The term “post-hospitalization syndrome” (PHS), first coined by Krumkohlz, is used to describe the set of symptoms that can appear in the first 30 days following hospital discharge, a period marked by greater vulnerability and a higher risk of complications and readmission .
Numerous studies have analyzed functional deterioration in patients after a hospital stay, especially in frail older people and immediately after discharge. Covinsky et al.  defined hospital-associated disability as the exacerbation of baseline disability following a hospital stay. The negative impact of hospitalization has been studied from different perspectives and is associated with a high risk in both the development and the worsening of disabilities, especially in older people  . Other authors have also described the appearance of unfavorable health events in up to 62% of patients between the first and third months post-discharge .
In PHS, 19.6% of patients require re-hospitalization within 30 days . Although researchers have tried to identify predictive factors for this outcome, there is still no completely validated model to promptly detect patients at greater risk . Among the factors known to be associated with higher readmission rates in the early period, post-discharge is the failure to recover normal levels of serum albumin , low pre-admission autonomy in the basic activities of daily living, diminished autonomy during the hospital stay , certain comorbidities, and previous hospitalizations. Age is described as the main risk factor determining the deterioration from the baseline state, but its direct impact on readmissions is not as clear.
Certain factors related to the hospital stay itself can also favor the appearance of PHS. Many stressors are inherent to hospital admission: altered sleep habits, poor adaptation to a new environment, a large number of different professionals involved in care, medication, pain, iatrogenic complications, forced immobility, and inadequate diet. Thus, a multifactorial perspective is required to study PHS in order to better predict the risk in each patient.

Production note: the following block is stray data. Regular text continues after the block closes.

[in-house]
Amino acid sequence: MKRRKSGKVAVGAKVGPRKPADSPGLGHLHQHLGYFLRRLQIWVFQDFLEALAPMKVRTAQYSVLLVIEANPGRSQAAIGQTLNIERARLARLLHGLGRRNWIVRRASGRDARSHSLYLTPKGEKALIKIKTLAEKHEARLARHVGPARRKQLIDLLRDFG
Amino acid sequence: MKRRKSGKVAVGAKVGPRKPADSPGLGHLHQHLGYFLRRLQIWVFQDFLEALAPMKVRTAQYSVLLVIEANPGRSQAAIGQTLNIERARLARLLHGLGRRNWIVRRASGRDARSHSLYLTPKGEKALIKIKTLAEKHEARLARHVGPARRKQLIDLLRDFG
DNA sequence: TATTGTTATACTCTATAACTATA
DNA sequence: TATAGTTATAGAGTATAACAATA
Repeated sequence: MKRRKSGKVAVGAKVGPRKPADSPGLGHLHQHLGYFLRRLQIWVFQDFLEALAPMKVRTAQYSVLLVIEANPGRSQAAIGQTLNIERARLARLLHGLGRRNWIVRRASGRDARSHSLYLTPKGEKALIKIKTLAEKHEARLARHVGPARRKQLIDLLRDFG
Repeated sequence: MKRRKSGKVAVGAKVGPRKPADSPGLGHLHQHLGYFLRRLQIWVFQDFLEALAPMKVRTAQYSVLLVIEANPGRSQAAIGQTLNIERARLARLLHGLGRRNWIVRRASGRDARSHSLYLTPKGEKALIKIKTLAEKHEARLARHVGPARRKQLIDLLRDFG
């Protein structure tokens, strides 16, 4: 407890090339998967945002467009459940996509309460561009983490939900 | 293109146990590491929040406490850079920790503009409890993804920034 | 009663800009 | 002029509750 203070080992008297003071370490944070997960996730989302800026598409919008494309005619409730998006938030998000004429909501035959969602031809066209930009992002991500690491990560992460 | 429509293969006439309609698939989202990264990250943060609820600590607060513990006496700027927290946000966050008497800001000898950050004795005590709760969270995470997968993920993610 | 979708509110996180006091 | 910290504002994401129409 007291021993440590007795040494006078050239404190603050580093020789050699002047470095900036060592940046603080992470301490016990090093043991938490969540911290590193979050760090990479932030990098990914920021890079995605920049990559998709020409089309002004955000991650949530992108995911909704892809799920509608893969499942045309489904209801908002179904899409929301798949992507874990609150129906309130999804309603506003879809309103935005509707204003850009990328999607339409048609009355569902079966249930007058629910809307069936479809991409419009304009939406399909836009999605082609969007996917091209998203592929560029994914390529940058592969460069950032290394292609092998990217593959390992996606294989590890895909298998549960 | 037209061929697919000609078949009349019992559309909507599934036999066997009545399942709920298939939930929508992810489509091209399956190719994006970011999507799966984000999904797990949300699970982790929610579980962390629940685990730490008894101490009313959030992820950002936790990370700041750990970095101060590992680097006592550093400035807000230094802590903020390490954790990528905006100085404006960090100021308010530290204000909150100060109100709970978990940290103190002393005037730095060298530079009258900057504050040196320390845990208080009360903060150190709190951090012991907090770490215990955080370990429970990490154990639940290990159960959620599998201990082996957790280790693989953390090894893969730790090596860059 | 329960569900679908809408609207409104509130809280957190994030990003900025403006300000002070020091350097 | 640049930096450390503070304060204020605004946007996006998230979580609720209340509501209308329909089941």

Inpatients often present metabolic or hydroelectrolytic alterations, the most frequent of which is hyponatremia in the general as well as inpatient population, with an estimated in-hospital incidence of 1 per 100 patients per day and a prevalence of around 2.5%  . However, this disorder is underdiagnosed and underreported, despite constituting an analytic alteration, so these data probably underestimate the real prevalence.
There are many mechanisms involved in PHS affecting sympathetic activity, immune function, metabolism, coagulation, nutritional status, disturbance of sleep, physical functioning and coordination, pain and other discomforts. As a result, all those mechanisms may be associated during hospital stay with many different types of stressors (modify the circadian rhythm and sleep quality, multiple blood tests, constant alarm noises…). Additionally, the high complexity of the majority of patients attended in our Internal Medicine Service (multiple comorbidities) associated with the aging of the population (elderly and very elderly above 80 years are the most vulnerable to the PHS) increase the occurrence of stressors, suggesting the possibility we have inadvertently been causing harm to these patients during hospitalization  .